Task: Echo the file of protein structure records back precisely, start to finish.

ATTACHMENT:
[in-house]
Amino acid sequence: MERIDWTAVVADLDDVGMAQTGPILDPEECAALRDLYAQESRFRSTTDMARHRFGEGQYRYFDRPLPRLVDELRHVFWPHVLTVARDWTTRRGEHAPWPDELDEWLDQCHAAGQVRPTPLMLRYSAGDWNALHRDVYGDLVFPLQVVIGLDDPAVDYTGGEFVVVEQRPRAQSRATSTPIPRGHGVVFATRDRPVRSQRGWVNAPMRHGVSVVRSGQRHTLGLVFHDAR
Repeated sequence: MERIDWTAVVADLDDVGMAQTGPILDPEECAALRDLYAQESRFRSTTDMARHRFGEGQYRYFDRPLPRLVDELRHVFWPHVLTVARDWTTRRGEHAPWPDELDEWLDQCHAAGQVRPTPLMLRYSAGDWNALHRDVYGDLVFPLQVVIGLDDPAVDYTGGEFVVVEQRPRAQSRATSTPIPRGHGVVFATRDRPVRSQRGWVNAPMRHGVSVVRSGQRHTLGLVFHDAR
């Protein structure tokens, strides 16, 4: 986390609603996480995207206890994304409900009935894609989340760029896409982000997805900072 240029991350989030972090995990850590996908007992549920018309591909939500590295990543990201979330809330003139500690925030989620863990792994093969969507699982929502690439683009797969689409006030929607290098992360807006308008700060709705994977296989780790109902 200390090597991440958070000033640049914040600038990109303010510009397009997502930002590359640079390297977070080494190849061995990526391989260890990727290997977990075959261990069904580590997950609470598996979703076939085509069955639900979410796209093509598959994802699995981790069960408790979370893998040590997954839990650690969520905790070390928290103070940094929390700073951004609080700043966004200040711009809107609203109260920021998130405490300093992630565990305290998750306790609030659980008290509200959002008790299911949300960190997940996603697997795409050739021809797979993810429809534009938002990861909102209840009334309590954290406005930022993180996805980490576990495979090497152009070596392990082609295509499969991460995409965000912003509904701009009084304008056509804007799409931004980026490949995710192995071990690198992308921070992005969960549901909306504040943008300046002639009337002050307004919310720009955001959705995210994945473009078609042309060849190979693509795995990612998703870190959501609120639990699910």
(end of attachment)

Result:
[in-house]
Amino acid sequence: MERIDWTAVVADLDDVGMAQTGPILDPEECAALRDLYAQESRFRSTTDMARHRFGEGQYRYFDRPLPRLVDELRHVFWPHVLTVARDWTTRRGEHAPWPDELDEWLDQCHAAGQVRPTPLMLRYSAGDWNALHRDVYGDLVFPLQVVIGLDDPAVDYTGGEFVVVEQRPRAQSRATSTPIPRGHGVVFATRDRPVRSQRGWVNAPMRHGVSVVRSGQRHTLGLVFHDAR
Repeated sequence: MERIDWTAVVADLDDVGMAQTGPILDPEECAALRDLYAQESRFRSTTDMARHRFGEGQYRYFDRPLPRLVDELRHVFWPHVLTVARDWTTRRGEHAPWPDELDEWLDQCHAAGQVRPTPLMLRYSAGDWNALHRDVYGDLVFPLQVVIGLDDPAVDYTGGEFVVVEQRPRAQSRATSTPIPRGHGVVFATRDRPVRSQRGWVNAPMRHGVSVVRSGQRHTLGLVFHDAR
């Protein structure tokens, strides 16, 4: 986390609603996480995207206890994304409900009935894609989340760029896409982000997805900072 240029991350989030972090995990850590996908007992549920018309591909939500590295990543990201979330809330003139500690925030989620863990792994093969969507699982929502690439683009797969689409006030929607290098992360807006308008700060709705994977296989780790109902 200390090597991440958070000033640049914040600038990109303010510009397009997502930002590359640079390297977070080494190849061995990526391989260890990727290997977990075959261990069904580590997950609470598996979703076939085509069955639900979410796209093509598959994802699995981790069960408790979370893998040590997954839990650690969520905790070390928290103070940094929390700073951004609080700043966004200040711009809107609203109260920021998130405490300093992630565990305290998750306790609030659980008290509200959002008790299911949300960190997940996603697997795409050739021809797979993810429809534009938002990861909102209840009334309590954290406005930022993180996805980490576990495979090497152009070596392990082609295509499969991460995409965000912003509904701009009084304008056509804007799409931004980026490949995710192995071990690198992308921070992005969960549901909306504040943008300046002639009337002050307004919310720009955001959705995210994945473009078609042309060849190979693509795995990612998703870190959501609120639990699910």